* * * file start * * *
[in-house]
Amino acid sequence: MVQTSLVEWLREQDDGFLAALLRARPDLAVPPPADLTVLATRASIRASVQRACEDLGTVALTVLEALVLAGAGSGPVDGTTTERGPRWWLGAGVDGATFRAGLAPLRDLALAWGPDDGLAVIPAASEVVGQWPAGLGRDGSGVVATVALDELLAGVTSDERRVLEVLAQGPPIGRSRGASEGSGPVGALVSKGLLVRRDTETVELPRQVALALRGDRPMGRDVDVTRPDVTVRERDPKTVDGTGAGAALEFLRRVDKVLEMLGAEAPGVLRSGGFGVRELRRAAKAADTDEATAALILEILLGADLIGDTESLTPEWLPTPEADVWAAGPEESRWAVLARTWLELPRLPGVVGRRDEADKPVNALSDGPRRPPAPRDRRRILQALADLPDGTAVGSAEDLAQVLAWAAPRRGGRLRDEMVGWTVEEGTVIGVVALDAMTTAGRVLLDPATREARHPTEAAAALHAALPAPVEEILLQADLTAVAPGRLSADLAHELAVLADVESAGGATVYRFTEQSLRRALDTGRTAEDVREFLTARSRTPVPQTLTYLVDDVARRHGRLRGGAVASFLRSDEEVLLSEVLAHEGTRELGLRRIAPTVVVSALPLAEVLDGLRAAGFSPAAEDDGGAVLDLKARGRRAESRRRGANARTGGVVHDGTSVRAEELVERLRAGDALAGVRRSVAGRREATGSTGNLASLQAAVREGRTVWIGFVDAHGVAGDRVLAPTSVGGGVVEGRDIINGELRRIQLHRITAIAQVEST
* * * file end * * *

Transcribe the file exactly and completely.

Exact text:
[in-house]
Amino acid sequence: MVQTSLVEWLREQDDGFLAALLRARPDLAVPPPADLTVLATRASIRASVQRACEDLGTVALTVLEALVLAGAGSGPVDGTTTERGPRWWLGAGVDGATFRAGLAPLRDLALAWGPDDGLAVIPAASEVVGQWPAGLGRDGSGVVATVALDELLAGVTSDERRVLEVLAQGPPIGRSRGASEGSGPVGALVSKGLLVRRDTETVELPRQVALALRGDRPMGRDVDVTRPDVTVRERDPKTVDGTGAGAALEFLRRVDKVLEMLGAEAPGVLRSGGFGVRELRRAAKAADTDEATAALILEILLGADLIGDTESLTPEWLPTPEADVWAAGPEESRWAVLARTWLELPRLPGVVGRRDEADKPVNALSDGPRRPPAPRDRRRILQALADLPDGTAVGSAEDLAQVLAWAAPRRGGRLRDEMVGWTVEEGTVIGVVALDAMTTAGRVLLDPATREARHPTEAAAALHAALPAPVEEILLQADLTAVAPGRLSADLAHELAVLADVESAGGATVYRFTEQSLRRALDTGRTAEDVREFLTARSRTPVPQTLTYLVDDVARRHGRLRGGAVASFLRSDEEVLLSEVLAHEGTRELGLRRIAPTVVVSALPLAEVLDGLRAAGFSPAAEDDGGAVLDLKARGRRAESRRRGANARTGGVVHDGTSVRAEELVERLRAGDALAGVRRSVAGRREATGSTGNLASLQAAVREGRTVWIGFVDAHGVAGDRVLAPTSVGGGVVEGRDIINGELRRIQLHRITAIAQVEST